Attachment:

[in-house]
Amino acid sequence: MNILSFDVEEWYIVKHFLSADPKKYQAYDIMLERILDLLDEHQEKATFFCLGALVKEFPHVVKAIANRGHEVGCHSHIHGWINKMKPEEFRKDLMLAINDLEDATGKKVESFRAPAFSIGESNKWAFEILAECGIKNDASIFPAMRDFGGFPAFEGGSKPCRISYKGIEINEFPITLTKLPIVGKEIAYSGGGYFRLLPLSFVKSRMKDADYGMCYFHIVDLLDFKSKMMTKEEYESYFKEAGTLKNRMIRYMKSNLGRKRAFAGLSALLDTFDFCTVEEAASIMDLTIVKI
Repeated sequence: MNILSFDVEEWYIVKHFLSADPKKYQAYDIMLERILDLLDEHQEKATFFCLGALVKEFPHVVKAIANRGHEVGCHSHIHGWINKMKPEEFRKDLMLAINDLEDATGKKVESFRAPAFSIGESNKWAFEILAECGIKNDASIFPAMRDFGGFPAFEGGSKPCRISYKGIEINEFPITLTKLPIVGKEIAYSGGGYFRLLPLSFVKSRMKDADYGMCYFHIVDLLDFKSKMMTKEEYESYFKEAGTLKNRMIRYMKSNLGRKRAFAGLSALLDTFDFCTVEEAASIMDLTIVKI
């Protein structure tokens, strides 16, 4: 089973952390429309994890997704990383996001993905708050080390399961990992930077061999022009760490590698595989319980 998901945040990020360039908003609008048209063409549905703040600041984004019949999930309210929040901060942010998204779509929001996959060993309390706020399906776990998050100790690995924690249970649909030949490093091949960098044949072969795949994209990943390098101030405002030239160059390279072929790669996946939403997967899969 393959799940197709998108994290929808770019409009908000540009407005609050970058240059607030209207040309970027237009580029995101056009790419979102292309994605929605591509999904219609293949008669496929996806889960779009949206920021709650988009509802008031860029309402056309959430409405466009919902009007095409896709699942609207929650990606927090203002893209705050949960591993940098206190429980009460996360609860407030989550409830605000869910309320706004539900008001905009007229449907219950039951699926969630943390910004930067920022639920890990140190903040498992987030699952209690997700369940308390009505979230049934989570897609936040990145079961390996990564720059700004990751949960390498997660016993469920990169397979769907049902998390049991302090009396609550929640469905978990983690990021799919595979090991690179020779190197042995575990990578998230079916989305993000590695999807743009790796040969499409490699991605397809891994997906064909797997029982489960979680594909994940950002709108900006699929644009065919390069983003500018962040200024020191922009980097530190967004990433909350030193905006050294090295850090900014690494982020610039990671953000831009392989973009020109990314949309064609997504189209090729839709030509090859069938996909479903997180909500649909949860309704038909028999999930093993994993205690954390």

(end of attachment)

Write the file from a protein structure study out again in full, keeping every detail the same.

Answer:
[in-house]
Amino acid sequence: MNILSFDVEEWYIVKHFLSADPKKYQAYDIMLERILDLLDEHQEKATFFCLGALVKEFPHVVKAIANRGHEVGCHSHIHGWINKMKPEEFRKDLMLAINDLEDATGKKVESFRAPAFSIGESNKWAFEILAECGIKNDASIFPAMRDFGGFPAFEGGSKPCRISYKGIEINEFPITLTKLPIVGKEIAYSGGGYFRLLPLSFVKSRMKDADYGMCYFHIVDLLDFKSKMMTKEEYESYFKEAGTLKNRMIRYMKSNLGRKRAFAGLSALLDTFDFCTVEEAASIMDLTIVKI
Repeated sequence: MNILSFDVEEWYIVKHFLSADPKKYQAYDIMLERILDLLDEHQEKATFFCLGALVKEFPHVVKAIANRGHEVGCHSHIHGWINKMKPEEFRKDLMLAINDLEDATGKKVESFRAPAFSIGESNKWAFEILAECGIKNDASIFPAMRDFGGFPAFEGGSKPCRISYKGIEINEFPITLTKLPIVGKEIAYSGGGYFRLLPLSFVKSRMKDADYGMCYFHIVDLLDFKSKMMTKEEYESYFKEAGTLKNRMIRYMKSNLGRKRAFAGLSALLDTFDFCTVEEAASIMDLTIVKI
């Protein structure tokens, strides 16, 4: 089973952390429309994890997704990383996001993905708050080390399961990992930077061999022009760490590698595989319980 998901945040990020360039908003609008048209063409549905703040600041984004019949999930309210929040901060942010998204779509929001996959060993309390706020399906776990998050100790690995924690249970649909030949490093091949960098044949072969795949994209990943390098101030405002030239160059390279072929790669996946939403997967899969 393959799940197709998108994290929808770019409009908000540009407005609050970058240059607030209207040309970027237009580029995101056009790419979102292309994605929605591509999904219609293949008669496929996806889960779009949206920021709650988009509802008031860029309402056309959430409405466009919902009007095409896709699942609207929650990606927090203002893209705050949960591993940098206190429980009460996360609860407030989550409830605000869910309320706004539900008001905009007229449907219950039951699926969630943390910004930067920022639920890990140190903040498992987030699952209690997700369940308390009505979230049934989570897609936040990145079961390996990564720059700004990751949960390498997660016993469920990169397979769907049902998390049991302090009396609550929640469905978990983690990021799919595979090991690179020779190197042995575990990578998230079916989305993000590695999807743009790796040969499409490699991605397809891994997906064909797997029982489960979680594909994940950002709108900006699929644009065919390069983003500018962040200024020191922009980097530190967004990433909350030193905006050294090295850090900014690494982020610039990671953000831009392989973009020109990314949309064609997504189209090729839709030509090859069938996909479903997180909500649909949860309704038909028999999930093993994993205690954390």